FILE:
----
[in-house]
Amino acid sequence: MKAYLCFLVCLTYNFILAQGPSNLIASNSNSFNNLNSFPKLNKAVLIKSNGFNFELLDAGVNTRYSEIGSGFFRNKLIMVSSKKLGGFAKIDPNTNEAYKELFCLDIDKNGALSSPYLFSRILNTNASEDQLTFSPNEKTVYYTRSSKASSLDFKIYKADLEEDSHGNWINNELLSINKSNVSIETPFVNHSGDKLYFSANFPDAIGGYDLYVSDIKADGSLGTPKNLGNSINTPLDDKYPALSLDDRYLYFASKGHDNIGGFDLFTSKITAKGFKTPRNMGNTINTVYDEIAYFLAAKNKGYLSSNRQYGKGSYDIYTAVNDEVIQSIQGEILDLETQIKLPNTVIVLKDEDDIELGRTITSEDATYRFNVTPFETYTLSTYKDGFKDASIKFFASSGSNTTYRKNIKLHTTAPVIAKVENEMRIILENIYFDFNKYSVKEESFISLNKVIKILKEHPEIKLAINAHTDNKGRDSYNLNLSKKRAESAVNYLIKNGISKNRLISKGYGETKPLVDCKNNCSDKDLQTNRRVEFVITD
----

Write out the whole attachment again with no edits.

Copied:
[in-house]
Amino acid sequence: MKAYLCFLVCLTYNFILAQGPSNLIASNSNSFNNLNSFPKLNKAVLIKSNGFNFELLDAGVNTRYSEIGSGFFRNKLIMVSSKKLGGFAKIDPNTNEAYKELFCLDIDKNGALSSPYLFSRILNTNASEDQLTFSPNEKTVYYTRSSKASSLDFKIYKADLEEDSHGNWINNELLSINKSNVSIETPFVNHSGDKLYFSANFPDAIGGYDLYVSDIKADGSLGTPKNLGNSINTPLDDKYPALSLDDRYLYFASKGHDNIGGFDLFTSKITAKGFKTPRNMGNTINTVYDEIAYFLAAKNKGYLSSNRQYGKGSYDIYTAVNDEVIQSIQGEILDLETQIKLPNTVIVLKDEDDIELGRTITSEDATYRFNVTPFETYTLSTYKDGFKDASIKFFASSGSNTTYRKNIKLHTTAPVIAKVENEMRIILENIYFDFNKYSVKEESFISLNKVIKILKEHPEIKLAINAHTDNKGRDSYNLNLSKKRAESAVNYLIKNGISKNRLISKGYGETKPLVDCKNNCSDKDLQTNRRVEFVITD